The grouting system included a slurry mixer, a grouting pump, pipelines, and a borehole. The borehole is located at the top of the main frame. To monitor the slurry pressure at different positions in the separation fracture, four pressure sensors (#1–4 in Figure 5) are evenly arranged on the center line of the upper cover plate of the main frame. Their distances to the holes are 20, 40, 60, and 80 cm and are used to reflect the pressure difference at different positions. The thickness of the injection fill body was determined by monitoring the displacement of the lower isolation layer subject to the separation fracture. For this reason, three displacement sensors (S1–S3 in Figure 5) are arranged at equal intervals in the inclination direction of the main frame and are used to reflect the thickness differences in the boundary and the middle of the fracture. The relative positions of the pressure displacement sensor, borehole, and longwall working face are shown in Figure 5.

2.3. Experimental Methods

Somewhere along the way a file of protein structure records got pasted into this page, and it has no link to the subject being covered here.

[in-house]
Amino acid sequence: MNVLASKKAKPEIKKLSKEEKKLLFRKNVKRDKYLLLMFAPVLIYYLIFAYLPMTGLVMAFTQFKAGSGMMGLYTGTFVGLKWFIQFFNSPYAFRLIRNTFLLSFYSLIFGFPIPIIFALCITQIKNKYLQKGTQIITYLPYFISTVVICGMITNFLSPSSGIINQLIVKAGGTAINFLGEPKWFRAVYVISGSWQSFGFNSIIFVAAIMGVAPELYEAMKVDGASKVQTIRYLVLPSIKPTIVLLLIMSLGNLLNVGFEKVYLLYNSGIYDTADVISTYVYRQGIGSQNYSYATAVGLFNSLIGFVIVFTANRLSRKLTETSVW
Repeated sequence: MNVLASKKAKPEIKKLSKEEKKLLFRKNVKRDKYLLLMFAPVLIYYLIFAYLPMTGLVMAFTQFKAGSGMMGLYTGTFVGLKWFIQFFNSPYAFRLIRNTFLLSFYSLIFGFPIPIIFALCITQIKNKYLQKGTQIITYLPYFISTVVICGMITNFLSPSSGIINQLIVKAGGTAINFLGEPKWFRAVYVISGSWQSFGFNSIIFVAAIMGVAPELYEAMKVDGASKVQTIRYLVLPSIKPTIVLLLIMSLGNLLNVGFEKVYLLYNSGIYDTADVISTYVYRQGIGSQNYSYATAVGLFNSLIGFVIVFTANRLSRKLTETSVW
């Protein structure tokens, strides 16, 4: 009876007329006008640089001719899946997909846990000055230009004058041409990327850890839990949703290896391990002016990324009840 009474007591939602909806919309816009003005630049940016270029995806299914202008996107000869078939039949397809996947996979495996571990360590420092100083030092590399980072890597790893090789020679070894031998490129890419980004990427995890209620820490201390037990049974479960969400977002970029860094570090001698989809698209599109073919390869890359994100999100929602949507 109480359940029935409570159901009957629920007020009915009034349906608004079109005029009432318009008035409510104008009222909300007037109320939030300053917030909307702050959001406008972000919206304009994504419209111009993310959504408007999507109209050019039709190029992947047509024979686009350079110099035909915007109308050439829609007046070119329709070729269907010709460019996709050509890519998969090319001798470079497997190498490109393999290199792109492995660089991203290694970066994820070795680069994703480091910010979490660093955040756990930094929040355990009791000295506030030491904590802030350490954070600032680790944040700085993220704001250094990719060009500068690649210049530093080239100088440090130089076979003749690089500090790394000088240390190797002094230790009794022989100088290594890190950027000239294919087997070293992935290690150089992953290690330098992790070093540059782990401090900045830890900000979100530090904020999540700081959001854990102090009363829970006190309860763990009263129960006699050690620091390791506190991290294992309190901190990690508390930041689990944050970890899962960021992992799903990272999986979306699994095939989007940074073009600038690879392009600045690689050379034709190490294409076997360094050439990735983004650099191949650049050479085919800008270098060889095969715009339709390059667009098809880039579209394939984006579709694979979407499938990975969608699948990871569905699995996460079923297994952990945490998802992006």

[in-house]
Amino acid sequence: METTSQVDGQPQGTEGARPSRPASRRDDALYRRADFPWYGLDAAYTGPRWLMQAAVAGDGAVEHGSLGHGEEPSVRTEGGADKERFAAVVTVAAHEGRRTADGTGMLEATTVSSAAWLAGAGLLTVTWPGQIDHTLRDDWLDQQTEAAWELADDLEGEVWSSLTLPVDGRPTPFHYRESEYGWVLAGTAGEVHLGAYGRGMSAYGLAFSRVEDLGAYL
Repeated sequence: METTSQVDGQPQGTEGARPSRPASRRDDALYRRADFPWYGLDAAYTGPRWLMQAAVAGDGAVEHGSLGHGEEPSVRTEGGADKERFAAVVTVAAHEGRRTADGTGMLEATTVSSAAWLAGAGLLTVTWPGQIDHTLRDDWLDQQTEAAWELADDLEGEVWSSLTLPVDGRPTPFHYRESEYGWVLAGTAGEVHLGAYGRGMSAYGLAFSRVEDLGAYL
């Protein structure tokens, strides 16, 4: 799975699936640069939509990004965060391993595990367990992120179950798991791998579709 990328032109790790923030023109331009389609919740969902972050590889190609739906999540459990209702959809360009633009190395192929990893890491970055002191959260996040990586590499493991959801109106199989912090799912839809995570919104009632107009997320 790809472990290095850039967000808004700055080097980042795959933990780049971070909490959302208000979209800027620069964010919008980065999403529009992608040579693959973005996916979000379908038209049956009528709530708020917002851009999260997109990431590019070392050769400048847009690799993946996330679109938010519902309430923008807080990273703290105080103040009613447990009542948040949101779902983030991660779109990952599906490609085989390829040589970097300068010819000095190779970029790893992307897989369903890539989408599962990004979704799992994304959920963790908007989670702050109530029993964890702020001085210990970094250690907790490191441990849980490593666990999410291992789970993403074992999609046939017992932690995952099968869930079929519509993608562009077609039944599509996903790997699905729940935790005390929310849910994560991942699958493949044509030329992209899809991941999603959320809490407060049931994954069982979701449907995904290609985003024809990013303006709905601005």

According to an engineering of isolated overburden grout injection, the fly ash slurry was selected as the injection material with a water-to-fly ash ratio of 1.6 : 1 (Figure 6). The grouting flow rate was determined to be 300 ml/min. Before the extraction of the longwall face, grout was injected into the preset separation fracture until the injection pressure is formed, so as to simulate the flow of slurry in the nonpressure stage. Once the pressure develops, grouting during mining begins. The thin plate was extracted at a distance of 15 cm from the frame every 10 min to emulate the mining distance, and the coal seam was mined for six times. During this process, grouting in the bedding separation zone was performed simultaneously, and the slurry pressure and displacement of the isolation layer were monitored. To monitor the flow channel and consolidation of the slurry, a camera was used to capture pictures on the upper surface of the model for observation continually. In the grouting process, a colored tracer was added to the slurry to enhance the display of the results.